Q. Describe your writing process.
A. It really varies, since I write so many different kinds of things. If I’m setting out to write long-form nonfiction, such as Be a Changemaker: How to Start Something that Matters, I start with research, then I outline, then I draft the proposal. Finally, when I’ve worked on that for a long time and given it a lot of time to stew in my brain, then I start drafting sample chapters. Inevitably, that changes the proposal and the outline, but I just can’t start with the actual writing until I have a vision of how all of the pieces are going to come together in the end.
A. For picture books, even nonfiction like Emmanuel’s Dream: The True Story of Emmanuel Ofosu Yeboah, it’s more about trial and error, jumping in and playing with the story. I’ll usually just do just enough research or idea generation to have a basic idea of where I’m headed, then I’ll just start drafting. When I find a general structure that I like, then I’ll go back and research to find the facts and details that I need to flesh it out (for nonfiction) or I’ll work on developing the story arc and characters (for fiction).
A. In either case, my favorite part is revision. I was a software engineer before switching to writing, and revision feels just like debugging. I love taking something that is “broken” and fixing it so it’s just right, removing all of the errors getting all the parts to work perfectly alone and together as a whole.
Q. Tell us about your latest book.
A. I initially wrote the manuscript for my latest book, My Dog Is the Best, as an assignment for your Easy Readers/Early Chapter Books workshop! It’s very different from what I usually write. Be a Changemaker and Emmanuel’s Dream are both serious nonfiction, while My Dog Is the Best is sweet, humorous fiction. I wanted to play with simple language for very young readers, while using emotions and scenes to which many young children could relate. I tweaked a bit for rhythm, pattern, and word choice, but the draft came out almost the same as you can see it in its final form in the book today. I was pleasantly surprised to have something I liked result from an assignment in a genre I wasn’t used to writing in, and even more pleasantly surprised when others liked it, too!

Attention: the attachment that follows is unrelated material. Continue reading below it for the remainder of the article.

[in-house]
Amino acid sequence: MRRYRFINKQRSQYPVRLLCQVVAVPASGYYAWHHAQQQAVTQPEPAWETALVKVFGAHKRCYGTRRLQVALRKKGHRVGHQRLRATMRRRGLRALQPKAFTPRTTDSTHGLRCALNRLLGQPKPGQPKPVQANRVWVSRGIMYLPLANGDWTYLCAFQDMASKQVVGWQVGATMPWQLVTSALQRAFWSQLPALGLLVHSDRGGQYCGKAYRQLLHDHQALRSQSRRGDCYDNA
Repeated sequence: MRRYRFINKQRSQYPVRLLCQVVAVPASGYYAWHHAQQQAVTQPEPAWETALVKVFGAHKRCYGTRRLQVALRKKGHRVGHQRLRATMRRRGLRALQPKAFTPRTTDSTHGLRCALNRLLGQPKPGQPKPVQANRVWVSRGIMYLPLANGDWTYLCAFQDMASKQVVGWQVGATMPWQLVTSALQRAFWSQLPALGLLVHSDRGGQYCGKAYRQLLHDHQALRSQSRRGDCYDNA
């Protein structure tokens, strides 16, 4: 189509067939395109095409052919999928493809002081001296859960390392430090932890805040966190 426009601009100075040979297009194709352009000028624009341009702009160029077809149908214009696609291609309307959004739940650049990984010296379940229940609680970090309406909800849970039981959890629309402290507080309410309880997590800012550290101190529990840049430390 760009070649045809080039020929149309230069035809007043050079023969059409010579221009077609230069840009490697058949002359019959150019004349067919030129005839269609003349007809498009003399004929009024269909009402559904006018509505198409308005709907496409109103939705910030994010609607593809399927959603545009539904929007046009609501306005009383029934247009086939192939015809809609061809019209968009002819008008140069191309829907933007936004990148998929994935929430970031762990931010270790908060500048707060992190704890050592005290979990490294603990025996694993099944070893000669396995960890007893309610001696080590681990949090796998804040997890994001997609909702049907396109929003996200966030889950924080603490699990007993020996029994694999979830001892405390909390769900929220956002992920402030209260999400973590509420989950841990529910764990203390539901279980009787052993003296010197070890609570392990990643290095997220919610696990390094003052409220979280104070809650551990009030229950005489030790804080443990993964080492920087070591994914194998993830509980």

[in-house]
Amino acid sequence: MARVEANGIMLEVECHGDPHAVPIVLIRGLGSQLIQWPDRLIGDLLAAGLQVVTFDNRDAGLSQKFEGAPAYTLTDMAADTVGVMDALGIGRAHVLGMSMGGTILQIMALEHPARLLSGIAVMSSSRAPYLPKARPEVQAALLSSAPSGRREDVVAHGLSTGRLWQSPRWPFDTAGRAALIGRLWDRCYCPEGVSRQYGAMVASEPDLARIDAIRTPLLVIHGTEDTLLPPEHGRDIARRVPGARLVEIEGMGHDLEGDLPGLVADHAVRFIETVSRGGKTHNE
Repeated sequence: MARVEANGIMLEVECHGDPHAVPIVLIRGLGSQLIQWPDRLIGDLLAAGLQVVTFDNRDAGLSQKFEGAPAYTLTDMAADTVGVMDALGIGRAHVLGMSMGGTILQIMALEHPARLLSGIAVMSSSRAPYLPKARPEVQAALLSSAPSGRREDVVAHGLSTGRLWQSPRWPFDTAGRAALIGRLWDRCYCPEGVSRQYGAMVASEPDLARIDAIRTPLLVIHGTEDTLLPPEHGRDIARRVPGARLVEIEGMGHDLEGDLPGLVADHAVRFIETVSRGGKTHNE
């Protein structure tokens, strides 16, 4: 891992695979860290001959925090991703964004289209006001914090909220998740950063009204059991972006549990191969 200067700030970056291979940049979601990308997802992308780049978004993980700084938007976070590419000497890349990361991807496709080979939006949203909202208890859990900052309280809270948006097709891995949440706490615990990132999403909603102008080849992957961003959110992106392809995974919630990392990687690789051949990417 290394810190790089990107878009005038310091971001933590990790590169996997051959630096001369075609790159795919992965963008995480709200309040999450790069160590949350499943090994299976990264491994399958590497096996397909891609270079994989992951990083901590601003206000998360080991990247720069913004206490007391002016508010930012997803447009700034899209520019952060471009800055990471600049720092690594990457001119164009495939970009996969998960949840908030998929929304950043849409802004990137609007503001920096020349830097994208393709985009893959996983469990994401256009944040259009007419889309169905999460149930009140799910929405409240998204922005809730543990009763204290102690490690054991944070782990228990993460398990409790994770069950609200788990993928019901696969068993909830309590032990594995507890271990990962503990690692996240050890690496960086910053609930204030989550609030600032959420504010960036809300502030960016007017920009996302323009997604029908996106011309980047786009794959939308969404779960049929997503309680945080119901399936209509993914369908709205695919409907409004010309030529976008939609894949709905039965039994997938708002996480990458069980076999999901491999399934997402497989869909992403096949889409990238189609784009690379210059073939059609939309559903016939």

Thanks so much for visiting the blog, Laurie! The book is adorable!
STEM + the Arts = STEAM
STEAM DIY Activity
The main character in My Dog Is the Best is a “maker” too. After he read a dinosaur book, he made a dinosaur costume he made for his dog. For your STEAM DIY Activity, you can make a costume for your dog, or make a small dog out of clay. If you have an adult to help you, try making a polymer clay puppy with this YouTube tutorial. (Click on the SEE MORE link under the video on YouTube to see the materials list.)
Visit all of the stops on the My Dog Is the Best book tour!
Booktalk: What smaller scientific discoveries led up to major breakthroughs such as the assembly line, computers, or the Internet? Who first proposed ideas to solve problems? And how did the solutions change over time? Trace the history of key discoveries in engineering and design with timelines and find out the facts.
Snippet: Many thousands of years ago, people tasked with raising stone structures faced a problem. How could they make openings, such as windows and doorways, in their structures without weakening them? How could they create roofs and ceilings that would support their own weight and any weight above them? Openings were important for light, ventilation, movement, and defense. Roofs and ceilings, of course, provided shelter for people and objects housed in the space below. But roofs or windows with open space beneath them ran the risk of caving in.
It’s STEM Friday! (STEM is Science, Technology, Engineering, and Mathematics)
#kidlit Link of the Day:
See how the Pre-K to grade 3 students at Usher Collier-Heights Elementary School in Atlanta, GA solved their STEM Friday engineering and design problem in “the final STEM Friday challenge for the fall season.”
Booktalk: It’s frustrating when you accidentally throw your ball out the window, especially if you are just too small to see where it has gone. But ingenuity saves the day in this cleverly constructed (almost wordless) board book, and flipping the book over reveals a wonderful surprise–an amazing and inventive parade!